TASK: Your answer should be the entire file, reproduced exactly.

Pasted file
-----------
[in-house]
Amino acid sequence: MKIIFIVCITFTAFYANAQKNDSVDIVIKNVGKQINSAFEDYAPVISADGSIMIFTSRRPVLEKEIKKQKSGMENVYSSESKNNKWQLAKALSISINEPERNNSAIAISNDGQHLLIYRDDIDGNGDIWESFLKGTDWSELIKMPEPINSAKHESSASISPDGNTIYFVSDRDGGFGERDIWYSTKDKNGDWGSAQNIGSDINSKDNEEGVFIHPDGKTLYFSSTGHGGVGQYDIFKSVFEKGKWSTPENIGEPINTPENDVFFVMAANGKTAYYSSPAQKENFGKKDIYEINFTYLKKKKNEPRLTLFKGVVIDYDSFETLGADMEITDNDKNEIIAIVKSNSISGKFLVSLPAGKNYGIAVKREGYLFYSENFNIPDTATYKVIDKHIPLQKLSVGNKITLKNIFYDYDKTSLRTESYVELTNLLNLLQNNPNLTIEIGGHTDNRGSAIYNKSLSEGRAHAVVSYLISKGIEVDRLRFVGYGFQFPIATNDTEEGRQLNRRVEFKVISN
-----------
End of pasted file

[in-house]
Amino acid sequence: MKIIFIVCITFTAFYANAQKNDSVDIVIKNVGKQINSAFEDYAPVISADGSIMIFTSRRPVLEKEIKKQKSGMENVYSSESKNNKWQLAKALSISINEPERNNSAIAISNDGQHLLIYRDDIDGNGDIWESFLKGTDWSELIKMPEPINSAKHESSASISPDGNTIYFVSDRDGGFGERDIWYSTKDKNGDWGSAQNIGSDINSKDNEEGVFIHPDGKTLYFSSTGHGGVGQYDIFKSVFEKGKWSTPENIGEPINTPENDVFFVMAANGKTAYYSSPAQKENFGKKDIYEINFTYLKKKKNEPRLTLFKGVVIDYDSFETLGADMEITDNDKNEIIAIVKSNSISGKFLVSLPAGKNYGIAVKREGYLFYSENFNIPDTATYKVIDKHIPLQKLSVGNKITLKNIFYDYDKTSLRTESYVELTNLLNLLQNNPNLTIEIGGHTDNRGSAIYNKSLSEGRAHAVVSYLISKGIEVDRLRFVGYGFQFPIATNDTEEGRQLNRRVEFKVISN